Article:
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The Pamphlet Collection of Sir Robert Stout: Volume 14

7.—Privileges of Crown Tenants in Ancient Demesne

7.—Privileges of Crown Tenants in Ancient Demesne.

Those estates, which are called in Domesday terra regis, are called the Ancient Demesnes of the crown; and the tenants of such portions of them as were granted out on a species of socage tenure, the services reserved on which were to cultivate the land and supply a certain quantity of provisions for "the king's household," were called tenants in ancient demesne o. These tenants had six privileges:—

1. They could not be impleaded for their lands, &c., out of the manor. 2. They could not be impannelled to appear at Westminster or elsewhere, upon any inquest or trial. 3. They were free and quiet from all manner of tolls in fairs and markets, for all things concerning husbandry and sustenance. 4. And also of taxes and talliages by Parliament, unless specially named. 5. And also of contribution to the expenses of the Knights to Parliament. 6. If severally distrained for other services, they might all join in a writ of monstraverunt p.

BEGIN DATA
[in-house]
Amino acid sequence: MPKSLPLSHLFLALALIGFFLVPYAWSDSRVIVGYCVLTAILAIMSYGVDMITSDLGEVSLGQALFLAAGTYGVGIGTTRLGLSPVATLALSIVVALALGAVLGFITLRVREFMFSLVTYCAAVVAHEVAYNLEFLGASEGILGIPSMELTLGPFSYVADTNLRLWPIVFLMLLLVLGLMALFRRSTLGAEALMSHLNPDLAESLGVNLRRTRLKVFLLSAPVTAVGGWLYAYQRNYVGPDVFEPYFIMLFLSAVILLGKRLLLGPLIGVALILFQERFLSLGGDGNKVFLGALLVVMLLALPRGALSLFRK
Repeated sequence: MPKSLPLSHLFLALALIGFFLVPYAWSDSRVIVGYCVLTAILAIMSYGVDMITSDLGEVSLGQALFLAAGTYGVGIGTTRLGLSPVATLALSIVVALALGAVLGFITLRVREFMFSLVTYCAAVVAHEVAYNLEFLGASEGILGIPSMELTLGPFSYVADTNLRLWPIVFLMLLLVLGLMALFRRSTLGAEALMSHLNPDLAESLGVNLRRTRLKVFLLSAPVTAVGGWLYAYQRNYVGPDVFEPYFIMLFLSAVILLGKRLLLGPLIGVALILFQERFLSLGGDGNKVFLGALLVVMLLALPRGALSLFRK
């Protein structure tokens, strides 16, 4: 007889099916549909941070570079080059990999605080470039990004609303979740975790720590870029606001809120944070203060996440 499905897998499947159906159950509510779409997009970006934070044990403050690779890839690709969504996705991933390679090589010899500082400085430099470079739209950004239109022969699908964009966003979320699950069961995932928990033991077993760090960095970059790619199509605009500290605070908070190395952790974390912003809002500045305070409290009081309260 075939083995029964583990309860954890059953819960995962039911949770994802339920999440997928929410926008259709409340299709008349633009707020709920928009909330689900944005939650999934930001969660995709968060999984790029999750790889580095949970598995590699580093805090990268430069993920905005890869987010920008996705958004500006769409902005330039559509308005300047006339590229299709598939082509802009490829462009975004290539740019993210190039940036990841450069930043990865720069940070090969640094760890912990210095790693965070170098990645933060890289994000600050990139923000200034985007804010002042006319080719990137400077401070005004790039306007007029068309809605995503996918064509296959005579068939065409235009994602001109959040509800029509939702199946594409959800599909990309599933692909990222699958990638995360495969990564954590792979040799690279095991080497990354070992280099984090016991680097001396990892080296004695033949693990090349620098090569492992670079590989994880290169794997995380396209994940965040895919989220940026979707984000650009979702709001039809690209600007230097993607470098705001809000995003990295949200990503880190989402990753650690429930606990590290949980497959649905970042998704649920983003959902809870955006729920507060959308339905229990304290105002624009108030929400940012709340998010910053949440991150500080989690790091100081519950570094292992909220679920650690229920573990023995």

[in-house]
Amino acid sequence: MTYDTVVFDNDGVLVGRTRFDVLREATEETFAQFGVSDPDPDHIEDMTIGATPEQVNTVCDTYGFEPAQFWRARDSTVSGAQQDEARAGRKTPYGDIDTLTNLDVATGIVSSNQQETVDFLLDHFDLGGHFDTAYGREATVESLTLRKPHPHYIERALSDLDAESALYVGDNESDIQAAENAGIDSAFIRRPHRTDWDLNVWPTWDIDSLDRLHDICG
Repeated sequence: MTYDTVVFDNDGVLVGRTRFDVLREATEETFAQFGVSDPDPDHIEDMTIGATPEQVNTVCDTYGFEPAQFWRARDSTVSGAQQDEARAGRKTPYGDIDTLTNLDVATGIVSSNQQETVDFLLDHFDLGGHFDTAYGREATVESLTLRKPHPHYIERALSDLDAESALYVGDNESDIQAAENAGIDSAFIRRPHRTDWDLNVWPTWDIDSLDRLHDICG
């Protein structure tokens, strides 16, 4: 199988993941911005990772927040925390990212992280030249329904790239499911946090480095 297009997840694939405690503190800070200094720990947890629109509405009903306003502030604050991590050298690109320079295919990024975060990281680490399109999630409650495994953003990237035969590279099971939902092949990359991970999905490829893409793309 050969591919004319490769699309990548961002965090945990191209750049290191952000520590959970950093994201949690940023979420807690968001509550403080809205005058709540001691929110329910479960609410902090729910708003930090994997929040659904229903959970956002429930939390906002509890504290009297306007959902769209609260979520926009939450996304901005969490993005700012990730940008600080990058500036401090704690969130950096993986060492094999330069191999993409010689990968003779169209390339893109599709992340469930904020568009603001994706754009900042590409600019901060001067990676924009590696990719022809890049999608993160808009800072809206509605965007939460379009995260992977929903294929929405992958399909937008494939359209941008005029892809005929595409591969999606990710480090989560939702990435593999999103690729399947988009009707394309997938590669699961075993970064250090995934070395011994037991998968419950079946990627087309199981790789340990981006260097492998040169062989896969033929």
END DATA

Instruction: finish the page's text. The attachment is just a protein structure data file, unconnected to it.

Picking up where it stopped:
These privileges did not extend to those who held such manors by knight service. But though in course of time most of those manors were granted by the crown to subjects, the socage tenants preserved their ancient privileges, even though the services were commuted for money rents q. The manor itself, and such parts of it as were held by knight service, were not considered as ancient demesne, but as frank-fee r. The above privileges were annexed to the tenants of those lands for the same or a similar reason that certain privileges are annexed to the persons of Peers, or Members of page 185 Parliament, viz., for the public good. It seems unreasonable to demand that the privilege should remain when the public is no longer benefited by it s.